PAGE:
46. What does the author say about the use of raw sewage for farming?
A. Its risks cannot be overestimated.
B. It should be forbidden altogether.
C. Its benefits outweigh the hazards involved.
D. It is polluting millions of acres of cropland.
47. What is the main problem caused by the use of wastewater for irrigation?
A. Rivers and lakes nearby will gradually become contaminated.
B. It will drive producers of chemical fertilizers out of business.
C. Farmers and consumers may be affected by harmful bacteria.
D. It will make the farm produce less competitive on the market.
48. What is environmental scientist Pay Drechsel’s attitude towards the use of untreated human waste in agriculture?
A. Favorable.
B. Skeptical.
C. Indifferent.
D. Responsible.
49. What does Pay Drechsel think of the risks involved in using untreated human waste for farming?
A. They have been somewhat exaggerated.
B. They can be dealt with through education.
C. They will be minimized with new technology.
D. They can be addressed by improved sanitation.
50. What do we learn about James Bartram’s position on the use of human waste for farming?
A. He echoes Pay Drechsel’s opinion on the issue.
B. He challenges Liqa Raschid-Sally’s conclusion.
C. He thinks it the only way out of the current food crisis.
D. He deems it indispensable for combating global poverty.

     These days, nobody needs to cook. Families graze on high-cholesterol take-aways and microwaved ready-meals. Cooking is an occasional hobby and a vehicle for celebrity chefs. Which makes it odd that the kitchen has become the heart of the modern house: what the great hall was to the medieval castle, the kitchen is to the 21st-century home.
     The money spent on kitchens has risen with their status. In America the kitchen market is now worth $170 billion, five times the country's film industry. In the year to August 2007, IKEA, a Swedish furniture chain, sold over one million kitchens worldwide. The average budget for a "major" kitchen overhaul in 2006, calculates Remodeling magazine, was a staggering $54,000; even a "minor" improvement cost on average $18,000.
     Exclusivity, more familiar in the world of high fashion, has reached the kitchen: Robinson & Cornish, a British manufacturer of custom-made kitchens, offers a Georgian-style one which would cost £145,000-155,000 --- excluding building, plumbing and electrical work. Its big selling point is that nobody else will have it: "You won't see this kitchen anywhere else in the world."
     The elevation of the room that once belonged only to the servants to that of design showcase for the modern family tells the story of a century of social change. Right into the early 20th century, kitchens were smoky, noisy places, generally located underground, or to the back of the house, and as far from living space as possible. That was as it should be: kitchens were for servants, and the aspiring middle classes wanted nothing to do with them.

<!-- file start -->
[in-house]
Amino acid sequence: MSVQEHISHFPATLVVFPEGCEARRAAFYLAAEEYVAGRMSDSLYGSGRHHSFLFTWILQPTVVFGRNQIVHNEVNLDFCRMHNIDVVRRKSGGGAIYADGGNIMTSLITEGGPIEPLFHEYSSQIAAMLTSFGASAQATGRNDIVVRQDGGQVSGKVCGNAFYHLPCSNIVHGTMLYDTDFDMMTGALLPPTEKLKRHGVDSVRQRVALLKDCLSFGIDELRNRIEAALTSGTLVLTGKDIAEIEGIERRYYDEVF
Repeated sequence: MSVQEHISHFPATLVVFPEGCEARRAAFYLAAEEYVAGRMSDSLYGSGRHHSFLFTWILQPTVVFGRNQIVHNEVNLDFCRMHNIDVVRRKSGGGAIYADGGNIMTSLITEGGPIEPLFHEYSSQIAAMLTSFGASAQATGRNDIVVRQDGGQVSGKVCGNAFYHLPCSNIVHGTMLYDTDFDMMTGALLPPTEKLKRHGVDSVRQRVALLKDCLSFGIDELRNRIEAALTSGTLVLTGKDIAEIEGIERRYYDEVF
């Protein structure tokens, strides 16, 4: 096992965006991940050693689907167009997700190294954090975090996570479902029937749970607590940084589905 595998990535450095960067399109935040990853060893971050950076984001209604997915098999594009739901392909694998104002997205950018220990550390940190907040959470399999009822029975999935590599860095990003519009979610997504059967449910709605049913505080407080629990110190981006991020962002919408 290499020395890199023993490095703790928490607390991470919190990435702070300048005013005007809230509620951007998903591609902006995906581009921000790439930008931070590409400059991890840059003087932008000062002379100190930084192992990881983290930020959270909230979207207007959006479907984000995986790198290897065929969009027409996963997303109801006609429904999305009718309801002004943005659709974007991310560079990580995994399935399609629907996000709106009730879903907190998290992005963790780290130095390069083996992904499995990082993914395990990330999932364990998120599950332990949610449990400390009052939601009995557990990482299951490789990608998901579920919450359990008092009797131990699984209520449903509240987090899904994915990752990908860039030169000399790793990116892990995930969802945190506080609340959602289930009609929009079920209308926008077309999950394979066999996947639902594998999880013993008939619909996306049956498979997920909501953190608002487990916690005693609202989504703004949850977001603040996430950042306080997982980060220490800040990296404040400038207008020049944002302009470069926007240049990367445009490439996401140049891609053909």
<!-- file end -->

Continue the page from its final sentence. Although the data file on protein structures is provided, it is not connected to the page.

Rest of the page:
But as the working classes prospered and the servant shortage set in, housekeeping became a matter of interest to the educated classes. One of the pioneers of a radical new way of thinking about the kitchen was Catharine Esther Beecher, sister of Harriet Beecher Stowe. In American Woman's Home, published in 1869, the Beecher sisters recommended a scientific approach to household management, designed to enhance the efficiency of a woman's work and promote order.
     Many contemporary ideas about kitchen design can be traced back to another American, Christine Frederick, who set about enhancing the efficiency of the housewife. Her 1919 work, Household Engineering: Scientific Management in the Home, was based on detailed observation of a housewife's daily routine. She borrowed the principle of efficiency on the factory floor and applied it to domestic tasks on the kitchen floor.
     Frederick's central idea, that stove, sink and kitchen table must be placed in such a relation that useless steps are avoided entirely", inspired the first fully fitted kitchen, designed in the 1920s by Margarete Schütter-Lihotsky. It was a modernist triumph, and many elements remain central features of today's kitchen.
51. What does the author say about the kitchen of today?
A. It is where housewives display their cooking skills.
B. It is where the family entertains important guests.
C. It has become something odd in a modern house.
D. It is regarded as the center of a modern home.
52. Why does the Georgian-style kitchen sell at a very high price?
A. It is believed to have tremendous artistic value.
B. No duplicate is to be found in any other place.
C. It is manufactured by a famous British company.
D. No other manufacturer can produce anything like it.
53. What does the change in the status of the kitchen reflect?
A. Improved living conditions.
B. Women’s elevated status.
C. Technological progress.
D. Social change.
54. What was the Beecher sisters’ idea of a kitchen?
A. A place where women could work more efficiently.
B. A place where high technology could be applied.
C. A place of interest to the educated people.
D. A place to experiment with new ideas.
55. What do we learn about today’s kitchen?
A. It represents the rapid technological advance in people’s daily life.
B. Many of its central features are no different from those of the 1920s.
C. It has been transformed beyond recognition.
D. Many of its functions have changed greatly.